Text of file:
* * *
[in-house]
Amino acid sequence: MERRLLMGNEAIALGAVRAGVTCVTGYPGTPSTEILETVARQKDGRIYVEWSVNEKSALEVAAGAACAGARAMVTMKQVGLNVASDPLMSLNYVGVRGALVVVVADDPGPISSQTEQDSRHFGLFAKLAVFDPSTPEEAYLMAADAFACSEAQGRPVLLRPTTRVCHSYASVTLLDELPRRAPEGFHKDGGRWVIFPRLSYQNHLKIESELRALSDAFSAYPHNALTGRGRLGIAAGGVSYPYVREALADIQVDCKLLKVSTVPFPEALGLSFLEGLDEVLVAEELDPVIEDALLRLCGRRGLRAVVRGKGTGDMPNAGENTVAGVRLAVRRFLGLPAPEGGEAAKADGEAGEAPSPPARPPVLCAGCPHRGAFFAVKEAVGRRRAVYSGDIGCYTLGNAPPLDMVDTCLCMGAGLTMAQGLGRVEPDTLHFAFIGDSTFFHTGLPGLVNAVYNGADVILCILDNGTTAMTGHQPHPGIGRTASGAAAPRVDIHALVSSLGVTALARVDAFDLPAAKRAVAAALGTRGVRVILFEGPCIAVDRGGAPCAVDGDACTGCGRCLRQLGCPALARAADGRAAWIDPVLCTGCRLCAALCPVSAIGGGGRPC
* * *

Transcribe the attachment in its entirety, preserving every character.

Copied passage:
[in-house]
Amino acid sequence: MERRLLMGNEAIALGAVRAGVTCVTGYPGTPSTEILETVARQKDGRIYVEWSVNEKSALEVAAGAACAGARAMVTMKQVGLNVASDPLMSLNYVGVRGALVVVVADDPGPISSQTEQDSRHFGLFAKLAVFDPSTPEEAYLMAADAFACSEAQGRPVLLRPTTRVCHSYASVTLLDELPRRAPEGFHKDGGRWVIFPRLSYQNHLKIESELRALSDAFSAYPHNALTGRGRLGIAAGGVSYPYVREALADIQVDCKLLKVSTVPFPEALGLSFLEGLDEVLVAEELDPVIEDALLRLCGRRGLRAVVRGKGTGDMPNAGENTVAGVRLAVRRFLGLPAPEGGEAAKADGEAGEAPSPPARPPVLCAGCPHRGAFFAVKEAVGRRRAVYSGDIGCYTLGNAPPLDMVDTCLCMGAGLTMAQGLGRVEPDTLHFAFIGDSTFFHTGLPGLVNAVYNGADVILCILDNGTTAMTGHQPHPGIGRTASGAAAPRVDIHALVSSLGVTALARVDAFDLPAAKRAVAAALGTRGVRVILFEGPCIAVDRGGAPCAVDGDACTGCGRCLRQLGCPALARAADGRAAWIDPVLCTGCRLCAALCPVSAIGGGGRPC